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handFinancial Database Records

by

Alan R. Graham
Senior Investigative Auditor
U.S. Treasury Department
Bureau of Alcohol, Tobacco, and Firearms

Financial Crimes Enforcement Network (FinCEN): provides multiple source of databases from different credit bureaus for both businesses and individuals. It will provide credit card companies and numbers along with other pertinent financial data. You must contact your appointed State representative in order to process your request.

[interFIRE VR note: the following FinCEN information is from FinCEN literature]

What are FinCEN's information sources? FinCEN's information sources fall into three broad categories: Financial, Law Enforcement and Commercial Databases.

Financial Database: The financial database consists of reports that are required to be filed under the BSA and include the Currency Transaction Report (CTR); Report of the International Transportation of Currency or Monetary Instruments (CMIR); Currency Transaction Report by Casinos (CTRC); Report of Foreign Bank and Financial Accounts (FBAR); and Suspicious Activity Report (SAR).

Law Enforcement Databases: Through a Memorandum of Understanding (MOU), a written agreement outlining the details of database access, dissemination authority, etc., FinCEN is able to access individual law enforcement databases maintained by agencies such as the Treasury Bureaus, Drug Enforcement Administration, Department of Defense, and the Postal Inspection Service. FinCEN currently maintains MOUs with a wide range of federal and regulatory agencies, all 50 states and the District of Columbia.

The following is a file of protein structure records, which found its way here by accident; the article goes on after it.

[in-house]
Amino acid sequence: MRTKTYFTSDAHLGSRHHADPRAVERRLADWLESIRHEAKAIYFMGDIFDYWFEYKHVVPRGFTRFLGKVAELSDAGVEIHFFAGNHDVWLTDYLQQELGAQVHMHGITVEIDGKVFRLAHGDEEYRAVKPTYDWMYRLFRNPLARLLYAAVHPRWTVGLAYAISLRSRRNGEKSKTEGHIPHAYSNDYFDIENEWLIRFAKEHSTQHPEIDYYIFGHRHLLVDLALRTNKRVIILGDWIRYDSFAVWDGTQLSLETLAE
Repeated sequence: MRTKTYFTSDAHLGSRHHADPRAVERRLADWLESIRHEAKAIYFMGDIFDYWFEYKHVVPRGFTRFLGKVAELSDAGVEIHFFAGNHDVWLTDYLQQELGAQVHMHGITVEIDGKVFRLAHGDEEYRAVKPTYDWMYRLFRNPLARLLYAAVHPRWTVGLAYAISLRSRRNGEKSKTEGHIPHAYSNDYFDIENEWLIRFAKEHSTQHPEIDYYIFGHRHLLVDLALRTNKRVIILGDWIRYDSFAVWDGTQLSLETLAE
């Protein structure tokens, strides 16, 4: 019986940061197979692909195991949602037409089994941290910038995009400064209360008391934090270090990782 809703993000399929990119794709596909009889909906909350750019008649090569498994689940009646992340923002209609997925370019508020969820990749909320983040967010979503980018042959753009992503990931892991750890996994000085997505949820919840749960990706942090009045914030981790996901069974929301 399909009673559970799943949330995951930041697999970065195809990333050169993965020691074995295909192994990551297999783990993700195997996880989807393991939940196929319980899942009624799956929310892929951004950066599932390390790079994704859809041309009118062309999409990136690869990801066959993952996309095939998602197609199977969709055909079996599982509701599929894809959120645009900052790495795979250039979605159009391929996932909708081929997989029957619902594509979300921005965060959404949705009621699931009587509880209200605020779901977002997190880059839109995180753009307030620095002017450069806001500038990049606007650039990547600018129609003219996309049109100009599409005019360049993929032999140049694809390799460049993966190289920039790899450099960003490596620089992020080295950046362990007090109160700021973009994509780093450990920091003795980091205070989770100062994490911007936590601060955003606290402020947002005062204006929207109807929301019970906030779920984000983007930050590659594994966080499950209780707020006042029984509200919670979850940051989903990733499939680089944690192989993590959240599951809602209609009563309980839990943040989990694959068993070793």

Commercial Databases: FinCEN procures access to a variety of commercially maintained databases which are valuable in loating individuals, determining asset ownership and establishing links between individuals, busineses and assets. These commercial sources of information, coupled with the data from the law enforcement and financial databases, form the foundation of informatin sources for FinCEN analysis.

FinCEN produces tacktcal support products and strategic analysis. Procedures for accessing FinCEN vary among federal agencies. Federal agency personnel may wish to first contact their Headquarters component to determine whether or not a procedure for submission of FinCEN requests ahs been established by their agency. State and local agencies need to submit their requests through their designated FinCEN State Coordinator. To determine your State Coordinator, please contanct FinCEN's Gateway Project Office at 1800-SOS-BUCK.

Credit Bureaus: sources such as TRW, etc., summarize financial information for both businesses and individuals in a useful format for the investigative team. These credit reports provide leads such as outstanding mortgages, credit card information (type of card, account number, outstanding balance and payment history), bank account data, etc. In addition, any other inquiries appear as "hits" on these reports and indicate other sources of banks, etc. that are also inquiring into credit data.

Internet: This is another possible investigative tool that may provide valuable information and data to the investigative team. The term "searching the web" allows the team to research numerous web sites for information that may impact the investigation. One pertinent web site is FINCEN at http://www.ustreas.gov/treasury/bureau/fincen

Utility Records

Billings Statements: are monthly statements which provide basic data as to quantitative usage and applicable dollar value. Monthly usage aspects may be in the form of gas thermal units, kilowatt-hours, etc., that may be used for comparative purposes.

reprinted by permission

 
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